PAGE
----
As the Species at Risk Partnerships on Agricultural Lands (SARPAL) program draws to a close, interviews with participating producers are revealing tremendous support for the initiative.
SARPAL is a voluntary, producer-driven program that conserves wildlife habitat in several provinces and is delivered by local organizations. The program, funded by Environment and Climate Change Canada, is set to wrap in March 2020. However, those involved hope that the federal government will fund a new version of the program.
The Saskatchewan Stock Growers Association (SSGA) delivers the program in southwestern Saskatchewan, in partnership with the South of the Divide Conservation Action Program (SODCAP) Inc. SSGA hired Dr. Dana Reiter, a post-doctoral fellow from the University of British Columbia, to interview producers participating in the program and gauge their support.
Over the summer, Reiter interviewed 36 of the 42 producers and others participating in SARPAL. Preliminary findings show that all of the interviewed producers are satisfied with SARPAL’s programming options, and most provided feedback on ways to improve the program, stated an article in the Canadian Cattlemen’s Association e-news.
“Producers especially like the fact the SARPAL program is flexible, not directive, but designed collaboratively with SODCAP Inc. staff and the producers themselves,” says Reiter. “And that the incentives are results based, so they will not be penalized if they are unable to meet their targets.”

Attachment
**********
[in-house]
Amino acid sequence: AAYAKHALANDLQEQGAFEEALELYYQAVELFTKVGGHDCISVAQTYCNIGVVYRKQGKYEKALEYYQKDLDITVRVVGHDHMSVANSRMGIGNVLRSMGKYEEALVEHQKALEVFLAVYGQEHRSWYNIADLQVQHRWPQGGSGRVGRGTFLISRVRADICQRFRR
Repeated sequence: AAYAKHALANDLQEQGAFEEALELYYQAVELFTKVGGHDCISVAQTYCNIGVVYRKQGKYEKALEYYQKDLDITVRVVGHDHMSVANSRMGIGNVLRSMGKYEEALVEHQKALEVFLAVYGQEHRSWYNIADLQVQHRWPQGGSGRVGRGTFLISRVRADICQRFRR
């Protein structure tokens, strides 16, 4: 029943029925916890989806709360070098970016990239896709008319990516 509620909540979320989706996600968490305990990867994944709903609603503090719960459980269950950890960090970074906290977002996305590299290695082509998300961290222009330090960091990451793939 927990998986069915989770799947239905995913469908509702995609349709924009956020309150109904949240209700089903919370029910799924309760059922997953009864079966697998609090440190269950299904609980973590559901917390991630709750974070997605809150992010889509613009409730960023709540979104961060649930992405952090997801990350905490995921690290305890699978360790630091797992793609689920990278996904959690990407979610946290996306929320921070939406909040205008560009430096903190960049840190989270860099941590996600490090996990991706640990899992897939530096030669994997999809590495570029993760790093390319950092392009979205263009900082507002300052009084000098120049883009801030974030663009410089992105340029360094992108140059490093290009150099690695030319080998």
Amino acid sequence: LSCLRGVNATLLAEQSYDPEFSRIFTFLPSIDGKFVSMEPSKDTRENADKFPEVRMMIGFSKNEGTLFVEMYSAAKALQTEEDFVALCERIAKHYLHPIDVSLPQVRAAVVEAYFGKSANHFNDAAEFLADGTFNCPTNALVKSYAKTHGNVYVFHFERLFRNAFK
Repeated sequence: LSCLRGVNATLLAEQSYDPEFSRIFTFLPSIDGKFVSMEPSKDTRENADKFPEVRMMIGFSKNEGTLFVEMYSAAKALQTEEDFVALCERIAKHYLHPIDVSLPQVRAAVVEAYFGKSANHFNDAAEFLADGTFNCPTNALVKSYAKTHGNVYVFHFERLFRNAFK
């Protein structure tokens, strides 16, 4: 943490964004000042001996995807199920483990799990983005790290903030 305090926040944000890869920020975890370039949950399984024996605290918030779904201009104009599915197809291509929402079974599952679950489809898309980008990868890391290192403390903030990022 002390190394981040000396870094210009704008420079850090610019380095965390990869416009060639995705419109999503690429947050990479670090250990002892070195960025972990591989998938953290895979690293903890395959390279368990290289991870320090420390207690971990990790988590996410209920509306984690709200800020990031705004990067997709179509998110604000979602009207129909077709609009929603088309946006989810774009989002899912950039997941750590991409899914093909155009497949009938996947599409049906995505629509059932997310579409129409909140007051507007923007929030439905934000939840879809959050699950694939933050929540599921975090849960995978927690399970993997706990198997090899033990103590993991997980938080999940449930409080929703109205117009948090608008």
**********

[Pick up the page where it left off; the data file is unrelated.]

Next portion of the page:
Reiter has submitted a report to help SODCAP design the program’s second phase. Over the next two years, she’ll be working with Dr. Jeremy Pittman of the University of Waterloo and Dr. Lael Parrott of the University of British Columbia to expand the research, with funding from a Liber Ero post-doctoral fellowship. Pittman has sent surveys to participating producers in British Columbia, Alberta, Saskatchewan and Manitoba on their experiences with the program. To add to the information already collected from Saskatchewan, Reiter will be interviewing participants in the remaining western Canadian provinces.
The team will then combine information from the surveys and interviews to prepare a final report evaluating the program in Western Canada. Environment and Climate Change Canada and the organizations delivering the program in each province will be able to use the report to improve the program.